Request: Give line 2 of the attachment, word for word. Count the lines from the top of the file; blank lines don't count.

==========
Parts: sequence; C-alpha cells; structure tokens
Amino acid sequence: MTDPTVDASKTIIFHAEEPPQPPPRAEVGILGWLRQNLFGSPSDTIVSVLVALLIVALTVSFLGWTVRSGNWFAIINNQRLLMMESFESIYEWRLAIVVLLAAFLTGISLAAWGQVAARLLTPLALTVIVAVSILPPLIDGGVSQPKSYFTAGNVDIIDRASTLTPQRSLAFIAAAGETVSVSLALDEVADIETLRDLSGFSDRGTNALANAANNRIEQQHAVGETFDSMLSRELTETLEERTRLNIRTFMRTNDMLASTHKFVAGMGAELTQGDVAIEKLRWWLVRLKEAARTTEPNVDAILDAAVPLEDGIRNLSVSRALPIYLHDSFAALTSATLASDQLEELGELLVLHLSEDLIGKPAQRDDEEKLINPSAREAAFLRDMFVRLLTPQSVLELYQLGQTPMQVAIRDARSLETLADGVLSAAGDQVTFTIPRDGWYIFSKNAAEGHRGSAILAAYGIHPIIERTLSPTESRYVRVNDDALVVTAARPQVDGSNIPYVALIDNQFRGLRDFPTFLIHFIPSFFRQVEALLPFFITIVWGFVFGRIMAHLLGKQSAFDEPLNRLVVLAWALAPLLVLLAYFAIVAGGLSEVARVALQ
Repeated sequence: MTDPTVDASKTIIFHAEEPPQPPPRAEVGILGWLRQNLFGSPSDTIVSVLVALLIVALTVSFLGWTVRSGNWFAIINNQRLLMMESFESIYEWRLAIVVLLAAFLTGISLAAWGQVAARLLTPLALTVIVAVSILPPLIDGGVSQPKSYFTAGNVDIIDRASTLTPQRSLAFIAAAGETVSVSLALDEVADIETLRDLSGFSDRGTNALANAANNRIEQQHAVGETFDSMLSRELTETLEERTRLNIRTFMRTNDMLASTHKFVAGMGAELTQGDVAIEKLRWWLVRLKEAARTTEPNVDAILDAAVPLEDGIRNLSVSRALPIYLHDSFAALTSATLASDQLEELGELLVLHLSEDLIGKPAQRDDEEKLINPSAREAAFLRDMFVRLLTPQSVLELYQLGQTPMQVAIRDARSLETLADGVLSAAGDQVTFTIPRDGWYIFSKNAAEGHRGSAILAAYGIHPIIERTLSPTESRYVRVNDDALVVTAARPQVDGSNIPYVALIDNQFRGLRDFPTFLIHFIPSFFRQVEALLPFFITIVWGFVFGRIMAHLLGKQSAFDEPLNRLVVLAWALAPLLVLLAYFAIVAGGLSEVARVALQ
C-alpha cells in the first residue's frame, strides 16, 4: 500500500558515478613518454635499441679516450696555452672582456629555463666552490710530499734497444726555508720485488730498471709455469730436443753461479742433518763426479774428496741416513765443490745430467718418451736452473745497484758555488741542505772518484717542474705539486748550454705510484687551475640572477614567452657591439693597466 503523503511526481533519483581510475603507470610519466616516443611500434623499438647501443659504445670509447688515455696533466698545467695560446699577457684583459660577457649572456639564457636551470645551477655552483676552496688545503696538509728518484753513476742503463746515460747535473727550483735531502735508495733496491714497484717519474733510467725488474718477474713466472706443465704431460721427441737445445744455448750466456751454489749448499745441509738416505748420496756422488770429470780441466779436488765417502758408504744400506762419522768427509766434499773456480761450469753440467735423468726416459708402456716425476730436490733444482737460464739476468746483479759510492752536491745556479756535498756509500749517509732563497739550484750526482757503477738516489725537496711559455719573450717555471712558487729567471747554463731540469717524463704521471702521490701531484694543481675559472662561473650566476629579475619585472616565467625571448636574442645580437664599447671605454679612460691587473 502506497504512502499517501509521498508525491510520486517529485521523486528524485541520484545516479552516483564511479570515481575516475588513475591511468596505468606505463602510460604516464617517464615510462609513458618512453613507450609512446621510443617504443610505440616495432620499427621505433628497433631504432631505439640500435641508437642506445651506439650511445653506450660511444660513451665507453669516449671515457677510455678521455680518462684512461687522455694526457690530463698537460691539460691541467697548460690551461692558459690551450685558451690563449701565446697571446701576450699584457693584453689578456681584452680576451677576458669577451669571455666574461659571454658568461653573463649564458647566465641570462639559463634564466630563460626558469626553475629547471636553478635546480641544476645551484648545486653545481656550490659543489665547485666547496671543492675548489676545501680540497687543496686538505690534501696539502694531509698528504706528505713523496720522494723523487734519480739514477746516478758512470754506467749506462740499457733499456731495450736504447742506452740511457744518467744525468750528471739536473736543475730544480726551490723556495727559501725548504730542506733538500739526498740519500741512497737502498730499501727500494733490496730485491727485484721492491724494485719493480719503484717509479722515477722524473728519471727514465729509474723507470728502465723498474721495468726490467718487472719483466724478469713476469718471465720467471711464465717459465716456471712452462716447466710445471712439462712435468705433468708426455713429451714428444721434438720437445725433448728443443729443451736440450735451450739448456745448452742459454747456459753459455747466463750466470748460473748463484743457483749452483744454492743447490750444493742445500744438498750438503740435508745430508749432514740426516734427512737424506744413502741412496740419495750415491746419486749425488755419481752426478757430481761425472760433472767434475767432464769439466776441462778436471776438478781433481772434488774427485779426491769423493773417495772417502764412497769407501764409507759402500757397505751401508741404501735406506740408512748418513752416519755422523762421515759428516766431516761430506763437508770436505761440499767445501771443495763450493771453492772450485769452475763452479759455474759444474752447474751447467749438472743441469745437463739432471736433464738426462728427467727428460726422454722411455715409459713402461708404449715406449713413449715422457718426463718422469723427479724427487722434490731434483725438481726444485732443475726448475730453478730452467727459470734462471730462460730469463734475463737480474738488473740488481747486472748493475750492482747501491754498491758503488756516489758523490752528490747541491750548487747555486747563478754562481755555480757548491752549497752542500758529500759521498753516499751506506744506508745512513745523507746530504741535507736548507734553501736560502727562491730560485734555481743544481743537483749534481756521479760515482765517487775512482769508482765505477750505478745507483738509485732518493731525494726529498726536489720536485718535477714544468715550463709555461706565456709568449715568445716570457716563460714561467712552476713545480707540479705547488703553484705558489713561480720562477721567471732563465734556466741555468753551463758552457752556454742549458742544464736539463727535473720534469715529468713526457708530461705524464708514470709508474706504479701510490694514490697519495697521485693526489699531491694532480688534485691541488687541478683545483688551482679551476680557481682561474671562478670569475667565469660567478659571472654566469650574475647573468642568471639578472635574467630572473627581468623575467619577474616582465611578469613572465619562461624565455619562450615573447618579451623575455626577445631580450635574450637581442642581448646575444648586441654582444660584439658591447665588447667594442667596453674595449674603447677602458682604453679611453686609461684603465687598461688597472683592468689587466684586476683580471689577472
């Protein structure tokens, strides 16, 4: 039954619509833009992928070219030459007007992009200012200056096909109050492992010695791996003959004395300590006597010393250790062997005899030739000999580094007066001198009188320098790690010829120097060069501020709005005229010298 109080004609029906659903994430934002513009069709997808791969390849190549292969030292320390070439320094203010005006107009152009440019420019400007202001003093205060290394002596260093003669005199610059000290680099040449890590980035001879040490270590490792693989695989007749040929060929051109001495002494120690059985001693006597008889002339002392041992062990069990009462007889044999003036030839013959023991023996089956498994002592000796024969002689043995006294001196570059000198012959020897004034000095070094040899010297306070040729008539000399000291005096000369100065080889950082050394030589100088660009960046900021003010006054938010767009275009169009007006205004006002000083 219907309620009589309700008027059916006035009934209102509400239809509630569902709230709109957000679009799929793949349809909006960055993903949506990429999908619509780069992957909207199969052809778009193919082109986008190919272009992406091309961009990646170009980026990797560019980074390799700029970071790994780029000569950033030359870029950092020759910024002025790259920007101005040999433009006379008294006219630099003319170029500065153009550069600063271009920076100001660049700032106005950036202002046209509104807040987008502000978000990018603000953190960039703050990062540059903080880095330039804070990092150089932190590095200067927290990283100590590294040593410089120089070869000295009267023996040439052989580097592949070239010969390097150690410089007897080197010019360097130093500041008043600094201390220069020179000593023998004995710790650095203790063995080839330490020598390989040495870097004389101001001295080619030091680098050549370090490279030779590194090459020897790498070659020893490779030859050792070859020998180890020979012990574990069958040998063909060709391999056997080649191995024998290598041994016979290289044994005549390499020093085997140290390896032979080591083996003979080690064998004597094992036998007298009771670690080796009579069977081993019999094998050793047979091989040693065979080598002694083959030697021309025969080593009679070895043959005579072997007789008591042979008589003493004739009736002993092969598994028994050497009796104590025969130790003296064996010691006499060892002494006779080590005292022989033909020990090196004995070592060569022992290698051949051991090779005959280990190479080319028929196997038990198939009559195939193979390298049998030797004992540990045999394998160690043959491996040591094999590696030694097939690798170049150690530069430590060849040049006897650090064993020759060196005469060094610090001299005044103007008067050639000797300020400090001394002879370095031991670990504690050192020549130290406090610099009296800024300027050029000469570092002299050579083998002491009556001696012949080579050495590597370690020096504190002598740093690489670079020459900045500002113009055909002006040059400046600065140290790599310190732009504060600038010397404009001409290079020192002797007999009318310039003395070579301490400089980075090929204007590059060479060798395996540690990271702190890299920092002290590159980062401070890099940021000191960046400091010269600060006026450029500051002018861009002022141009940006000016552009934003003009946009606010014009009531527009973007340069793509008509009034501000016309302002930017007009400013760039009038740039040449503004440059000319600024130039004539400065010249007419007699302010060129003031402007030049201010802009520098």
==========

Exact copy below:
Amino acid sequence: MTDPTVDASKTIIFHAEEPPQPPPRAEVGILGWLRQNLFGSPSDTIVSVLVALLIVALTVSFLGWTVRSGNWFAIINNQRLLMMESFESIYEWRLAIVVLLAAFLTGISLAAWGQVAARLLTPLALTVIVAVSILPPLIDGGVSQPKSYFTAGNVDIIDRASTLTPQRSLAFIAAAGETVSVSLALDEVADIETLRDLSGFSDRGTNALANAANNRIEQQHAVGETFDSMLSRELTETLEERTRLNIRTFMRTNDMLASTHKFVAGMGAELTQGDVAIEKLRWWLVRLKEAARTTEPNVDAILDAAVPLEDGIRNLSVSRALPIYLHDSFAALTSATLASDQLEELGELLVLHLSEDLIGKPAQRDDEEKLINPSAREAAFLRDMFVRLLTPQSVLELYQLGQTPMQVAIRDARSLETLADGVLSAAGDQVTFTIPRDGWYIFSKNAAEGHRGSAILAAYGIHPIIERTLSPTESRYVRVNDDALVVTAARPQVDGSNIPYVALIDNQFRGLRDFPTFLIHFIPSFFRQVEALLPFFITIVWGFVFGRIMAHLLGKQSAFDEPLNRLVVLAWALAPLLVLLAYFAIVAGGLSEVARVALQ